As cherished as Walt Disney Pictures’ animated output has been — with a public fondness dating all the way back to the company’s very first feature Snow White and the Seven Dwarfs — there is one persistent source of controversy attached to the lot: its illustration of women.
The esteemed position of Disney Princess often comes with little more than God-given physical beauty and a penchant for lying around all day waiting for some rugged fellow to save you from the clutches of a nefarious villain. Recent Disney exploits have striven to distance their princesses from these limitations, with the latest lass to make the list, Brave‘s arrow-wielding Princess Merida, perhaps being the best attempt yet. But it still isn’t quite enough.
On May 11, as reported by /Film, Scotland’s own Merida (voiced by Kelly Macdonald) will become the eleventh character to make the list of official Disney Princesses, and the first Pixar heroine to earn this honor (although, she didn’t exactly have much competition there, unless you count Jesse… or Dory… or EVE).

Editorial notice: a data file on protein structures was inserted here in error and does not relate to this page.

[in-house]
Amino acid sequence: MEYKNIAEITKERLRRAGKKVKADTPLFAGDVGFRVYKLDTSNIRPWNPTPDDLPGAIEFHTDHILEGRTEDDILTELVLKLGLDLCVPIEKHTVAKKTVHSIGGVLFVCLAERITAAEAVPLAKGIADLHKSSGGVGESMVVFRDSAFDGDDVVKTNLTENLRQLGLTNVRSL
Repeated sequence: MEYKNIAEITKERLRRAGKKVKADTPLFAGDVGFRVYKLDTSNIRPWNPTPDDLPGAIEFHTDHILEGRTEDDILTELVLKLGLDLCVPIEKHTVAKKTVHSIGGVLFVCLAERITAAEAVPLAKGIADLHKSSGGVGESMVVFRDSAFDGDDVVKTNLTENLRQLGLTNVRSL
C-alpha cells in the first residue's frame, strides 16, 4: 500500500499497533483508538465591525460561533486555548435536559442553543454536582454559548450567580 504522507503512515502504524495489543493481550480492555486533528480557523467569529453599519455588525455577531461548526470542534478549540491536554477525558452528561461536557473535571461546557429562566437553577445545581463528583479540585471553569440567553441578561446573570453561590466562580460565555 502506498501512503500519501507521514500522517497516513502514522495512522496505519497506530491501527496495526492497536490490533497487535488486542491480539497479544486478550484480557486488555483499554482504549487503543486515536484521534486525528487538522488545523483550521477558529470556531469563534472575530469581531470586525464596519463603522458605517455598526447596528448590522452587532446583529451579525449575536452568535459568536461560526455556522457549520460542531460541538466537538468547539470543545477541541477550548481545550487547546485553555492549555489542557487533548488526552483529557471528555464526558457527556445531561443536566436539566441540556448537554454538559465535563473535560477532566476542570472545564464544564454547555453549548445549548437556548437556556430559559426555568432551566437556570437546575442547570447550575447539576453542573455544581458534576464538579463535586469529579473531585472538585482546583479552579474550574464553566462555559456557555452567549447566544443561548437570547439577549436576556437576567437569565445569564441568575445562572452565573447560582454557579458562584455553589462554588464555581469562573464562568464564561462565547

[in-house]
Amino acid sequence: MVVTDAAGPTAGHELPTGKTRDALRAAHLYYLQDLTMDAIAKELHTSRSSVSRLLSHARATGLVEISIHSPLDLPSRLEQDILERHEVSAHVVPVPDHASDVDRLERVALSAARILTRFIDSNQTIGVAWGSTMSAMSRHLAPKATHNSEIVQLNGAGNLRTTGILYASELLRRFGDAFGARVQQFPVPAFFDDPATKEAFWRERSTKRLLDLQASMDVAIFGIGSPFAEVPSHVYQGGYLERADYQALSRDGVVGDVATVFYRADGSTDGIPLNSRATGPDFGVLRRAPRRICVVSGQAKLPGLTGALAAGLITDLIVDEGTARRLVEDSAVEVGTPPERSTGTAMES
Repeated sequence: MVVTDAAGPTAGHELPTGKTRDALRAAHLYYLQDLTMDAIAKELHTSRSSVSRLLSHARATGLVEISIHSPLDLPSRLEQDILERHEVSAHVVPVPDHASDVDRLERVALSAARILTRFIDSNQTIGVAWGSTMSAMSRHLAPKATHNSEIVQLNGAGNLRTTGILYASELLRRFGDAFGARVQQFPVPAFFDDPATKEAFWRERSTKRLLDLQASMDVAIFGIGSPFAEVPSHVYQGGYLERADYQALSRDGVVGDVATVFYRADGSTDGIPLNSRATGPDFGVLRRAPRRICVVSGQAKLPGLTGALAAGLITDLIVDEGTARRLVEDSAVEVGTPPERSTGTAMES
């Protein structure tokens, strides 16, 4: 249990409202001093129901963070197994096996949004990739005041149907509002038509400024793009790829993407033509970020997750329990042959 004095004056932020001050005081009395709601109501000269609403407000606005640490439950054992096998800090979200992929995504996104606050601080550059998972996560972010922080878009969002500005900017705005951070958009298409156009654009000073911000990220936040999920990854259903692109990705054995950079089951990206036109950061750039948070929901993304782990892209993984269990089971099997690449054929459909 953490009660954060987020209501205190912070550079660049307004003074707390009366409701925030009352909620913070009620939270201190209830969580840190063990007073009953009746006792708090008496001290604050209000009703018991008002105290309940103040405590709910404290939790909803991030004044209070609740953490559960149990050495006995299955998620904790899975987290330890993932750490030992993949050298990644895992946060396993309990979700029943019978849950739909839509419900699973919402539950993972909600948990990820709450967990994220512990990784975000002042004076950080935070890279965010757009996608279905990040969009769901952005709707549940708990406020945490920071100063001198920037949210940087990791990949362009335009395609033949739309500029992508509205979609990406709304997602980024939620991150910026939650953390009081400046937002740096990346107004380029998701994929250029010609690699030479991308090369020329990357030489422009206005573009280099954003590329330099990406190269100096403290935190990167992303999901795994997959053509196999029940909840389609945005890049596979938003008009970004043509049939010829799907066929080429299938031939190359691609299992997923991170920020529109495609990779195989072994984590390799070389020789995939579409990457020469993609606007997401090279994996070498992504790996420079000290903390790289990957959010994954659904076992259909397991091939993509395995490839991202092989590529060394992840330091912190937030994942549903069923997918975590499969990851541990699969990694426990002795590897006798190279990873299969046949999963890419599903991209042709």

Merida does indeed reign superior to a good number of her peers on the list. The Snow Whites, the Sleeping Beauties, the Belles… yes, Belle was well-read and courageous, but in the end she really just succumbed to Stockholm Syndrome and settled for marrying a brawny dude with a lot of fancy dishware. And though Merida may not be perfect, opting to emulate her male companions rather than uphold her feminity as a source of heroism, she’s at least a step in the right direction. As President of Women in Film Cathy Schulman told Hollywood.com upon the release of Brave, “This [movie] is a really good example of challenging the stereotypes and showing that the box office can be your friend when you do that.”
But those discouraged by the subjugated characters of past, the Ariels and Jasmines, and the murky future in which our Rapunzels are headed, let us not forget that this list does have some great names: Pochahontas, Tiana, Mulan… we need more of these ladies, Walt.
Follow Michael Arbeiter on Twitter @MichaelArbeiter